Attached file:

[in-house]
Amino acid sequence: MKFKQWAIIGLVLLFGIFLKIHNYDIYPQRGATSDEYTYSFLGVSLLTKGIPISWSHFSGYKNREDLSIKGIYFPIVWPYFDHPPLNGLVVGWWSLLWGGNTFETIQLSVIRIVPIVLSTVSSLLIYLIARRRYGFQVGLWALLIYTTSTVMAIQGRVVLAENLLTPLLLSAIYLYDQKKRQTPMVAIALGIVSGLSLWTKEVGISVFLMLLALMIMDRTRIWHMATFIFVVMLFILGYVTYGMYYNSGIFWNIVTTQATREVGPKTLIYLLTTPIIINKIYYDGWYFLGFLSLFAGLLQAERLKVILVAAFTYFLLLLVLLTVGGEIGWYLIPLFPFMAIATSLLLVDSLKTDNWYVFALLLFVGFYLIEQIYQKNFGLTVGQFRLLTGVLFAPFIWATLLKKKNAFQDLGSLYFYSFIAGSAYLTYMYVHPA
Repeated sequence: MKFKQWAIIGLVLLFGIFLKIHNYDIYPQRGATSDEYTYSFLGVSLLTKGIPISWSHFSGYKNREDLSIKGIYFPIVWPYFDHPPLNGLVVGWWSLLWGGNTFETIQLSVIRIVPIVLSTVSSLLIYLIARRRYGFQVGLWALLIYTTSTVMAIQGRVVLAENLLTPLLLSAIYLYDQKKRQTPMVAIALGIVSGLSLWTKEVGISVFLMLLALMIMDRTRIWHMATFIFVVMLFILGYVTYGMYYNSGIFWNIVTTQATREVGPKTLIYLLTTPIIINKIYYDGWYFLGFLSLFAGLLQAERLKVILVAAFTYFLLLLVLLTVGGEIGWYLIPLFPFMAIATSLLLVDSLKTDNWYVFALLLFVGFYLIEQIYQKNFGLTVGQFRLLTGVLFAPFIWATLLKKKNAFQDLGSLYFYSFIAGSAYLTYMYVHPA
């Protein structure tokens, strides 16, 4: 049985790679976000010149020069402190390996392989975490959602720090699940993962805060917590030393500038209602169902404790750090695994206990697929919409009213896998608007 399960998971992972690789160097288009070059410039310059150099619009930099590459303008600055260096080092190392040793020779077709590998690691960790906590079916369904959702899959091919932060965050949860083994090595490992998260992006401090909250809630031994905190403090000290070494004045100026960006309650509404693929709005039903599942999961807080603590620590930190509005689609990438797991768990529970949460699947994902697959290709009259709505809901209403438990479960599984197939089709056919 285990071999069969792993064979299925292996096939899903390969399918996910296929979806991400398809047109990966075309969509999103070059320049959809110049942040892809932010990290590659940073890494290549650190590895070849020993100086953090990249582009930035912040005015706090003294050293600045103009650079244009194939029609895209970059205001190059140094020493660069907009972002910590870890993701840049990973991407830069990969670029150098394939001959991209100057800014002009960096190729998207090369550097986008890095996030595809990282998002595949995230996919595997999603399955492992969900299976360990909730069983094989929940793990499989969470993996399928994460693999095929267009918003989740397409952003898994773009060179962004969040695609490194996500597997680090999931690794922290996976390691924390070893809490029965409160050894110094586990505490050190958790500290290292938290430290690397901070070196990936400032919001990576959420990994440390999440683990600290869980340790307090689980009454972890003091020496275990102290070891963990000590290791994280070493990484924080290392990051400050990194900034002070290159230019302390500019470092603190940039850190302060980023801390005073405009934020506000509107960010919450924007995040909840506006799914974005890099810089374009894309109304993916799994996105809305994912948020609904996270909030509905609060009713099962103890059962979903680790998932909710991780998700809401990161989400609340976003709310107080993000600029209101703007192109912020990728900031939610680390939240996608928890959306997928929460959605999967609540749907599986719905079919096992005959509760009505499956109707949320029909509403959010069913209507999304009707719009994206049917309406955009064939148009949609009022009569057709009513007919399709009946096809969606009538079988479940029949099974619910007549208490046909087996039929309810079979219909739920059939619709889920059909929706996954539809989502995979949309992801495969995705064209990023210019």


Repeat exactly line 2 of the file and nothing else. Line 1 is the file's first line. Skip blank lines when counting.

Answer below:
Amino acid sequence: MKFKQWAIIGLVLLFGIFLKIHNYDIYPQRGATSDEYTYSFLGVSLLTKGIPISWSHFSGYKNREDLSIKGIYFPIVWPYFDHPPLNGLVVGWWSLLWGGNTFETIQLSVIRIVPIVLSTVSSLLIYLIARRRYGFQVGLWALLIYTTSTVMAIQGRVVLAENLLTPLLLSAIYLYDQKKRQTPMVAIALGIVSGLSLWTKEVGISVFLMLLALMIMDRTRIWHMATFIFVVMLFILGYVTYGMYYNSGIFWNIVTTQATREVGPKTLIYLLTTPIIINKIYYDGWYFLGFLSLFAGLLQAERLKVILVAAFTYFLLLLVLLTVGGEIGWYLIPLFPFMAIATSLLLVDSLKTDNWYVFALLLFVGFYLIEQIYQKNFGLTVGQFRLLTGVLFAPFIWATLLKKKNAFQDLGSLYFYSFIAGSAYLTYMYVHPA